Published: 2 October 2022
Accessible Document Specialist
When I found out that I had passed this exam, I was so excited that I announced it on Facebook, Twitter and LinkedIn, sharing my Credly badge as widely as I could. So apart from the sense of achievement, why is it so important to me?
My job focus is really about web accessibility and ensuring that our websites, products and systems conform to the Web Content Accessibility Guidelines 2.1 and the Public Sector Bodies Requirements. This is really important, in ensuring that staff and citizens are able to access our services without any barriers. However every day, across the entire department, hundreds of thousands of documents are produced, mostly by individuals, and then emailed or shared online. The vast majority of these are less accessible than the worst website.
The thing is with document accessibility, we can all learn to get it right. Web development is a specialist field. It's not for everyone. Documents though... most of us use Word, Excel and PowerPoint at some point in our personal or professional lives. Many of us convert these to PDF. It is quite easy to learn how to make these inclusive and accessible for everyone.
I've published a whole section on how to create accessible Word documents. If I was to pick out a couple of things that I believe make the biggest difference though, they would be:
- Alt text for images - this is really important to people who use screen readers. Whenever you insert a picture, take a moment to right-click, edit alt text, and briefly describe the image. Preferably, keep it inline as well, rather than square wrapping it.
- Mark up headings correctly - you can usually tell a heading because it is on its own line, is big and bold and sometimes a different colour. Whenever you format something as a heading, go to the Styles in the Home ribbon, and choose the correct heading level. That way a screen reader user will know it's a heading too.
I'll be honest, I hadn't given Excel a lot of thought until recently. Again though, I have published a section on how to create accessible Excel spreadsheets. The two parts of this that stood out most for me are:
- Turning data into a proper table - because data on a spreadsheet looks like a table, it hadn't occurred to me that it didn't behave like a table. A table has headers, usually the top row and/or the left column. A screen reader announces the data in each cell but also the header relating to it. This is important so that people know where they are.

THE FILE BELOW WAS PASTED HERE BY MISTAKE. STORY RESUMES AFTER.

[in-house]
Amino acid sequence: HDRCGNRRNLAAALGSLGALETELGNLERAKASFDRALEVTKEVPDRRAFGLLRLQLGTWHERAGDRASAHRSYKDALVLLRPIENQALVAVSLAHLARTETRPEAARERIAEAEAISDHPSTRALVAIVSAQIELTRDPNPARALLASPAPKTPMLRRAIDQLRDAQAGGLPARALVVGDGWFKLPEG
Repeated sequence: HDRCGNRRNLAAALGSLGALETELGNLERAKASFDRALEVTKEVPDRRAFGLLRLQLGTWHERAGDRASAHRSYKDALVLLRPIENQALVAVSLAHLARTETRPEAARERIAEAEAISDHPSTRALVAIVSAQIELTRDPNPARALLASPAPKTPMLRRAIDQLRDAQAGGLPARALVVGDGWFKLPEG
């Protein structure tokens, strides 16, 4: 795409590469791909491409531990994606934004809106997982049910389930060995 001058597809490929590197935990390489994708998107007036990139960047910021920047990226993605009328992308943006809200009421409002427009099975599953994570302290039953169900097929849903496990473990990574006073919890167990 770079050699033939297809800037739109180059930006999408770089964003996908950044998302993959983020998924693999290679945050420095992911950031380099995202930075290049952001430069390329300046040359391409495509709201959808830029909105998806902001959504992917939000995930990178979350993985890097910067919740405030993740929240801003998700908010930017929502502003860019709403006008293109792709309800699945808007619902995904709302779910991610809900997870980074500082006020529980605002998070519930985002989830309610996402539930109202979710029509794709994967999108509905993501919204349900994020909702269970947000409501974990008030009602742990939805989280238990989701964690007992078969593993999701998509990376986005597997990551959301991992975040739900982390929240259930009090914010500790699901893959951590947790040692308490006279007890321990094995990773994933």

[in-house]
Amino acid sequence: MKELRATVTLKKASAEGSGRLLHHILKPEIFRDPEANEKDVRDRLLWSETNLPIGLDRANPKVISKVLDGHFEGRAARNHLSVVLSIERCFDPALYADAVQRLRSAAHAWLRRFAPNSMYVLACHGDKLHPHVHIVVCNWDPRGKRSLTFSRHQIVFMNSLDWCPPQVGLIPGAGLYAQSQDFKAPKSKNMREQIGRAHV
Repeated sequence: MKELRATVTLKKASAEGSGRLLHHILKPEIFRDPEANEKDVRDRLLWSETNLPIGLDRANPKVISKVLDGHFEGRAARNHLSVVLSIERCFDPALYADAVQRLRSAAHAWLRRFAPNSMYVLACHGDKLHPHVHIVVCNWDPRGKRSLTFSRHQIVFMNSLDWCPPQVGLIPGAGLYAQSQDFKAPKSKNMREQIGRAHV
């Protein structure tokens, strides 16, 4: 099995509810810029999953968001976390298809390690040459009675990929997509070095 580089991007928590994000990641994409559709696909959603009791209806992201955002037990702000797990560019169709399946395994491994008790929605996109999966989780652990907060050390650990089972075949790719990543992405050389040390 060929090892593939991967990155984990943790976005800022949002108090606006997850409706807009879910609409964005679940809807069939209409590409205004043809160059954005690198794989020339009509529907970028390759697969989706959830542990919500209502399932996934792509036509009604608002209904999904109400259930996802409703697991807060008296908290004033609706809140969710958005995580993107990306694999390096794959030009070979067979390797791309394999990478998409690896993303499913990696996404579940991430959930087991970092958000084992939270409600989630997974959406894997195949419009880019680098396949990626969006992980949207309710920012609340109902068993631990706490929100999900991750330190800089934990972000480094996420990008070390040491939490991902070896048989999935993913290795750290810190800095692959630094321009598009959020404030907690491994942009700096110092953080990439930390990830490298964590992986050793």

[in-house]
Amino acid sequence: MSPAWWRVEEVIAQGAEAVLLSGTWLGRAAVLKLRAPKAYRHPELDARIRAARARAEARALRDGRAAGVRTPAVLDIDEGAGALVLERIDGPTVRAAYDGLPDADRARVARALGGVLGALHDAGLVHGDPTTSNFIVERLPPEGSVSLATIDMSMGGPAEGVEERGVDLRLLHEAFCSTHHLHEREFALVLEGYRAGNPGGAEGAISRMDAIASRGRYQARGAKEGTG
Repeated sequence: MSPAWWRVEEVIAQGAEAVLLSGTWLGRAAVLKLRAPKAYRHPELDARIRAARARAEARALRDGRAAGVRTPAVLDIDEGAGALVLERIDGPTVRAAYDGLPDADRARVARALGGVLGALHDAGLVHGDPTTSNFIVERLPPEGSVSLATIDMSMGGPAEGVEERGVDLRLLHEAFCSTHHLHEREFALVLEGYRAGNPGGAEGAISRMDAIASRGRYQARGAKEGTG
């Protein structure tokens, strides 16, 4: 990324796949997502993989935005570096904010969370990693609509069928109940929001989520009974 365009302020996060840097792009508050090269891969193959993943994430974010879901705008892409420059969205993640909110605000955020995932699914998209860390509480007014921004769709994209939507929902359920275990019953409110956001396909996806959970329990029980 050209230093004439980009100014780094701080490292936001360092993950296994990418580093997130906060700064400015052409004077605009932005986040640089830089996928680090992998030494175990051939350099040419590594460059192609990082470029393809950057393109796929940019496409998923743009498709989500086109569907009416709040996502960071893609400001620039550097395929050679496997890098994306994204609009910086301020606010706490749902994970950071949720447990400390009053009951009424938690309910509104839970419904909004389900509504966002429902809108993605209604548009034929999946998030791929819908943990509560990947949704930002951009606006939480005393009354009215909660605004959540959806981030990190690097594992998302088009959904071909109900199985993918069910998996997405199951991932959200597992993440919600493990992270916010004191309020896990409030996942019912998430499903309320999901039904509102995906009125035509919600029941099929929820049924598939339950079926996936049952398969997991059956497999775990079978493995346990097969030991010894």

- Use of colour - I think this one resonated with me because I spent so many years as a teacher, colour coding children's progress using red, amber and green. Colour is a really common way of visually indicating status or progress but it cannot be interpreted by all. You have to provide another way too. Colour is fine, just not on its own.
I'm not the greatest fan of PowerPoint. It gets used for purposes that it was never intended for and this often results in a lack of accessibility. However, it has its place and I have published a section on how to create accessible PowerPoint slides. My two biggest take aways for this are:
- Reading order - the more items you have on a slide, the more important this is. A screen reader will read items in the order they were created, which is rarely the correct order, so you have to set it yourself for it to make sense.
- Create efficiently - each object you create will be read out by a screen reader, so avoid doubling up. If you want text in a coloured box, just create a shape and type directly into it. You don't need an additional text box.
PDFs are different. You don't create a PDF in the PDF software. You create it somewhere else and then convert it. This is not a process that generally works well for accessibility. So my top tips for PDFs are:
- Make the original document perfectly accessible - any error in your original document is likely to be multiplied when converted to PDF. Even silly little things like a line break get converted into an object. The better the original, the better the PDF... but no guarantees.
- Ensure that accessibility features are converted too - there is usually an 'Options' button when you save as PDF. This gives you the option to preserve accessibility and reflow. It is often not checked as default and results in a completely untagged, inaccessible PDF.
Because PDFs are so difficult to get right and require expensive software to check and fix, it's usually better to just send out the original document.
My qualification is valid for three years. If I want to renew it, I have to keep up with continuous learning and presenting information. I have to log this as credits. Unfortunately, work-related stuff doesn't count. So I will be looking for opportunities to speak at conferences, deliver training and so on. I'm particularly interested in doing this for schools and/or local authorities, as they are often very stretched resource-wise. Let me know if you're interested though.